AS a nation we have become incredibly precious. That's the only conclusion one could draw from following the national discourse recently. Prosperity seems to have made us self-important, self-regarding and replaced our famous sense of fun with a sense of prissy tut-tuttery. But then, we all know we haven't become a pompous, puffed-up nation.
We all know we haven't forgotten where we came from or lost the run of ourselves. So the only conclusion we can draw is that many of the people who conduct the national discourse have forgotten where we came from and who we are. And have themselves become increasingly precious. We will vote Yes to Lisbon ultimately but probably just barely. But first we had to go through the pomposity of the so-called debate, where every clown with a pen or a forum had some half-baked opinion on something they absolutely, unquestionably didn't understand. But they had their precious self-important opinions on it anyway. As one of the only nations in Europe to require that every man jack of us be allowed to express his opinion on this, we have been subjected to a motley crew of crusties from the far left, mysterious and downright mad people from the far right, and former terrorists and their colleagues preaching to us about things like our precious neutrality.
Our neutrality means that we are allowed to preach to everyone else about how the world should be run but we are too precious to actually have to dirty our hands in backing up our opinions. There was a time when we were glad of Europe to catapult us from being a second world country to being one of the most well-off countries in the world. Now we're too good for Europe apparently. Too precious to muck in like the others. To be fair to the No crowd, we should mention that there was plenty of preening from clowns on the Yes side too, people who have no more of a clue than you or I do about the intricacies of the Lisbon Treaty but who took it as another opportunity to get their mugs on posters and in the papers.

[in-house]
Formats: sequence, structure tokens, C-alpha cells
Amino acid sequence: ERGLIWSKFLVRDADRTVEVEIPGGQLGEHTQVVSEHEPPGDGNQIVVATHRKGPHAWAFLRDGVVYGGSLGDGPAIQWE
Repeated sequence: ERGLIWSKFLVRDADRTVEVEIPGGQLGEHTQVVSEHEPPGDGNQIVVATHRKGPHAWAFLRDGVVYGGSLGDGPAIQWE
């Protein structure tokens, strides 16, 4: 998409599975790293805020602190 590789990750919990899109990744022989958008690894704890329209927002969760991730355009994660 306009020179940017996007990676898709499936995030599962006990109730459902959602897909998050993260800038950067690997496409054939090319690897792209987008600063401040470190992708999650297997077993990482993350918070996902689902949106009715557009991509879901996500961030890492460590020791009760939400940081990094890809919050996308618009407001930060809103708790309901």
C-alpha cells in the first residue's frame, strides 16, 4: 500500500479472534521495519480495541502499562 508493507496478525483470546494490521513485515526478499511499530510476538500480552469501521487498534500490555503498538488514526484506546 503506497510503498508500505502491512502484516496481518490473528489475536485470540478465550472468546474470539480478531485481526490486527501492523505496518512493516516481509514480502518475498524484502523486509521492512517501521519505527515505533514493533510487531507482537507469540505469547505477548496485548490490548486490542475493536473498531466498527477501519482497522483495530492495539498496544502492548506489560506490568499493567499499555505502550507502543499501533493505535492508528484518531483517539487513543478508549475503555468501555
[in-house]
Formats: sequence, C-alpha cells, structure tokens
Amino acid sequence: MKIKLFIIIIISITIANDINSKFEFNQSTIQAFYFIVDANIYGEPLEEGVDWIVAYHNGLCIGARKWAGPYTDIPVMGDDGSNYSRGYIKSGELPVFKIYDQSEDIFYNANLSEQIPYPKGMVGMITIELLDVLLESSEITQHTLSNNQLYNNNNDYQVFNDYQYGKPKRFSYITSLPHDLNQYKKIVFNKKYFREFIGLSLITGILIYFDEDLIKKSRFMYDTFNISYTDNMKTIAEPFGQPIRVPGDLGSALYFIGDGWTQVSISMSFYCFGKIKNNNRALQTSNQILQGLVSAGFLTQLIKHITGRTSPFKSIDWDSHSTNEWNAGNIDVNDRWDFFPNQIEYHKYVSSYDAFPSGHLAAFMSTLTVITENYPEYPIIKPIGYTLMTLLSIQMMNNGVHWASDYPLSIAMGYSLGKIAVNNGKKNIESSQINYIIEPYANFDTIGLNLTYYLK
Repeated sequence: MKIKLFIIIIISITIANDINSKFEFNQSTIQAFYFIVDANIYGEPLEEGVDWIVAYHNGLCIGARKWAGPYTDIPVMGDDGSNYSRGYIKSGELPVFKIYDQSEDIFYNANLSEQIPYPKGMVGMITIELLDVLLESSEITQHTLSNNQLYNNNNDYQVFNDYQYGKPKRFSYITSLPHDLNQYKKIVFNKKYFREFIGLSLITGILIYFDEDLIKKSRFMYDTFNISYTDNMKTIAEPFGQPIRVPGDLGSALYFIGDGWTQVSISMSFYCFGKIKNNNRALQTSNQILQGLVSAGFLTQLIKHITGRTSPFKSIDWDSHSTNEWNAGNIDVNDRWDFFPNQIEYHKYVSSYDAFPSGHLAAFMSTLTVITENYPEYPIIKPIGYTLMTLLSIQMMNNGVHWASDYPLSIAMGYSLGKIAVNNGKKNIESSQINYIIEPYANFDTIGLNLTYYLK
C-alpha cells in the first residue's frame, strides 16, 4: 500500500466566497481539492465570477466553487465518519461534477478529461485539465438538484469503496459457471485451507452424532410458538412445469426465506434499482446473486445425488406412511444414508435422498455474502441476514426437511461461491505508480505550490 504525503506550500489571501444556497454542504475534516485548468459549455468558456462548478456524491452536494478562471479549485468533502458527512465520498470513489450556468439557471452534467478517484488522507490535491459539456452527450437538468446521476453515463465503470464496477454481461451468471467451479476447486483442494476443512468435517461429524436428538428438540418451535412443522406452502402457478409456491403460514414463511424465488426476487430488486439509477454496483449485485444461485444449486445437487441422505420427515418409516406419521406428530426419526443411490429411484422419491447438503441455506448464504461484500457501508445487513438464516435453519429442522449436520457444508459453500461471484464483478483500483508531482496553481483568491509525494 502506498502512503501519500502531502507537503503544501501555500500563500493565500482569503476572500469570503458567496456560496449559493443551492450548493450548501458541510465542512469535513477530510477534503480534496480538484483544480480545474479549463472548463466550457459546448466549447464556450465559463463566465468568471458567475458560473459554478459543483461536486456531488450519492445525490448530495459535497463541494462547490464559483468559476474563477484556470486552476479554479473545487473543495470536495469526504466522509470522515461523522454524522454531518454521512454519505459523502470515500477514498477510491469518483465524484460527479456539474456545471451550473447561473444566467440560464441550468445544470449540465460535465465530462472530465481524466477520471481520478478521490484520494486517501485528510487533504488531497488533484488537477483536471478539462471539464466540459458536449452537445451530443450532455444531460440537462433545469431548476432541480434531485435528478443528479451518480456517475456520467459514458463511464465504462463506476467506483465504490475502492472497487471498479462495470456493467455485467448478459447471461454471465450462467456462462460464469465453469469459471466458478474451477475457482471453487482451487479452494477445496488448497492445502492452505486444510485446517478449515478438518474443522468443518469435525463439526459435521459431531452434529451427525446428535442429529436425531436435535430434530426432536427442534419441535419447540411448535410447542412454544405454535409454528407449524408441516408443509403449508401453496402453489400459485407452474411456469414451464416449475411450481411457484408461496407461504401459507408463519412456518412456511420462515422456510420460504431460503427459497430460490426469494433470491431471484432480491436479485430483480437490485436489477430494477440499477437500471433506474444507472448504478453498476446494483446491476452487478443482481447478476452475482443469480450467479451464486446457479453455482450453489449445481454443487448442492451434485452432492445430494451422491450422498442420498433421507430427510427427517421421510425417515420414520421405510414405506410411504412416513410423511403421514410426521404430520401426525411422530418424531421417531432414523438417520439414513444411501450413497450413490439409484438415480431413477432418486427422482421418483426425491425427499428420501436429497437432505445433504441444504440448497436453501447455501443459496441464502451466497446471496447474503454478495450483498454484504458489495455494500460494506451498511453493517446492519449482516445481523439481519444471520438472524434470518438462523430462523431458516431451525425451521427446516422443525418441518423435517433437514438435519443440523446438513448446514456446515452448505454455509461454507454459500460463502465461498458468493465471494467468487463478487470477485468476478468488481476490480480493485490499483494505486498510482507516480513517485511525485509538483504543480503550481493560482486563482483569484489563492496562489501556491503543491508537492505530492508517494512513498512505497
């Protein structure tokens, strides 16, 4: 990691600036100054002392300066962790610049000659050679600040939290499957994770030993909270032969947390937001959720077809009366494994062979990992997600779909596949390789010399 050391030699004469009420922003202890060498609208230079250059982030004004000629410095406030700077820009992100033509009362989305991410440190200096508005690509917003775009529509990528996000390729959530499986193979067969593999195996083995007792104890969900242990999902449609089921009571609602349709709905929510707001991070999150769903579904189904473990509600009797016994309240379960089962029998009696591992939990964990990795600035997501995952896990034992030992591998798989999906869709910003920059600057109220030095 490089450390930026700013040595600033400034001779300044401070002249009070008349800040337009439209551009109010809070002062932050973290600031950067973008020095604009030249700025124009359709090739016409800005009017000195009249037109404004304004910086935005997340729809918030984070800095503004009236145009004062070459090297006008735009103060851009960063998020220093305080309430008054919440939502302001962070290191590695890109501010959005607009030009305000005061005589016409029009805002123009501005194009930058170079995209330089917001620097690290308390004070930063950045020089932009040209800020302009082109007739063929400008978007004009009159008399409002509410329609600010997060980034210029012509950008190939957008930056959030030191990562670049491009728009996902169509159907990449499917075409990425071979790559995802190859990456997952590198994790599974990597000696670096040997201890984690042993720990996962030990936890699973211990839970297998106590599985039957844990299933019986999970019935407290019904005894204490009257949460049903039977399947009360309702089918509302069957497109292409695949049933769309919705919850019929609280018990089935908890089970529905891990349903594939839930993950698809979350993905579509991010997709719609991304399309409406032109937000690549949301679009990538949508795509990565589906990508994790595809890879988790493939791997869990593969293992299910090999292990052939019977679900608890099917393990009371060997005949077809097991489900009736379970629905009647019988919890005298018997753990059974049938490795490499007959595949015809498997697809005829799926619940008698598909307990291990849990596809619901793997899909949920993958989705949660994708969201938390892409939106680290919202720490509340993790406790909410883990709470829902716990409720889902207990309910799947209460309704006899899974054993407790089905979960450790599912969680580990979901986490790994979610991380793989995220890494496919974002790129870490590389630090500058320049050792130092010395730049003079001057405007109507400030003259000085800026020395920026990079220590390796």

Check out Peter Power TD next to Cowen on the front of the Indo the other day as he slyly makes sure that he is in the photograph, apparently completely distracted from the business at hand. "Vote yes to me, TV's Peter Power," looks like his main message. We're too good for Bertie too. He was good enough for us when he was being probably the greatest Taoiseach we've ever had. But now we find the idea of guys winning money on horses and keeping cash around the place and swapping it for sterling all a bit unbelievable.
Well, at least a lot of prissy journos and posh lawyers, who clearly never bet on horses or kept cash around the house or swapped sterling with friends, find it unbelievable. They obviously didn't have uncles like the rest of us, and they have obviously forgotten what Ireland was like until about ten years ago. Basically Bertie's behaviour was all a bit too Irish for some people who now consider themselves modern Europeans -- except when it suits them.